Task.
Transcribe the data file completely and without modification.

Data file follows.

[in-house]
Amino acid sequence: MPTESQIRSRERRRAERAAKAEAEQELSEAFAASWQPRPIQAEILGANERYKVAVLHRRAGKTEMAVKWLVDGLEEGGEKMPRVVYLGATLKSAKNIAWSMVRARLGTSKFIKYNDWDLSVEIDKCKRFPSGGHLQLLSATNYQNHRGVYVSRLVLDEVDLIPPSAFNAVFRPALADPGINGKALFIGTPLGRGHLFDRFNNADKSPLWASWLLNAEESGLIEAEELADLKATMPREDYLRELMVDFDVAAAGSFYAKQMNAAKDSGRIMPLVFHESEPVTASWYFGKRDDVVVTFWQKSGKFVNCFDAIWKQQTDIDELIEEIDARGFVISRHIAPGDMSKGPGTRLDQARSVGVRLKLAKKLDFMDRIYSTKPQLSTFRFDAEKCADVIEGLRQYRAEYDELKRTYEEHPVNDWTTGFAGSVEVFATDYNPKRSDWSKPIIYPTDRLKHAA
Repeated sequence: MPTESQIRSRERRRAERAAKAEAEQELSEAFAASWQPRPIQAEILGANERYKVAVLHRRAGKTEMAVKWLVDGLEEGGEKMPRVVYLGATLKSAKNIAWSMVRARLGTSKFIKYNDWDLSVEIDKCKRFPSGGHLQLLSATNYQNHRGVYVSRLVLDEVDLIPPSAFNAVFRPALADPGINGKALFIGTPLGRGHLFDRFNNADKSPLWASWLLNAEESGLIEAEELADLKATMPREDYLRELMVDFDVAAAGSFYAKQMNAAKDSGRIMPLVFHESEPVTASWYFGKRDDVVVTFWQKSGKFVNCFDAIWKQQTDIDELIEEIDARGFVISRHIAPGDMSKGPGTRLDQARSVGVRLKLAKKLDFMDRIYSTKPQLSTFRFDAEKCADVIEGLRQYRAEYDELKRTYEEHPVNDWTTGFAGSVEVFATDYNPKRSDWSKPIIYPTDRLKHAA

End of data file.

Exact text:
[in-house]
Amino acid sequence: MPTESQIRSRERRRAERAAKAEAEQELSEAFAASWQPRPIQAEILGANERYKVAVLHRRAGKTEMAVKWLVDGLEEGGEKMPRVVYLGATLKSAKNIAWSMVRARLGTSKFIKYNDWDLSVEIDKCKRFPSGGHLQLLSATNYQNHRGVYVSRLVLDEVDLIPPSAFNAVFRPALADPGINGKALFIGTPLGRGHLFDRFNNADKSPLWASWLLNAEESGLIEAEELADLKATMPREDYLRELMVDFDVAAAGSFYAKQMNAAKDSGRIMPLVFHESEPVTASWYFGKRDDVVVTFWQKSGKFVNCFDAIWKQQTDIDELIEEIDARGFVISRHIAPGDMSKGPGTRLDQARSVGVRLKLAKKLDFMDRIYSTKPQLSTFRFDAEKCADVIEGLRQYRAEYDELKRTYEEHPVNDWTTGFAGSVEVFATDYNPKRSDWSKPIIYPTDRLKHAA
Repeated sequence: MPTESQIRSRERRRAERAAKAEAEQELSEAFAASWQPRPIQAEILGANERYKVAVLHRRAGKTEMAVKWLVDGLEEGGEKMPRVVYLGATLKSAKNIAWSMVRARLGTSKFIKYNDWDLSVEIDKCKRFPSGGHLQLLSATNYQNHRGVYVSRLVLDEVDLIPPSAFNAVFRPALADPGINGKALFIGTPLGRGHLFDRFNNADKSPLWASWLLNAEESGLIEAEELADLKATMPREDYLRELMVDFDVAAAGSFYAKQMNAAKDSGRIMPLVFHESEPVTASWYFGKRDDVVVTFWQKSGKFVNCFDAIWKQQTDIDELIEEIDARGFVISRHIAPGDMSKGPGTRLDQARSVGVRLKLAKKLDFMDRIYSTKPQLSTFRFDAEKCADVIEGLRQYRAEYDELKRTYEEHPVNDWTTGFAGSVEVFATDYNPKRSDWSKPIIYPTDRLKHAA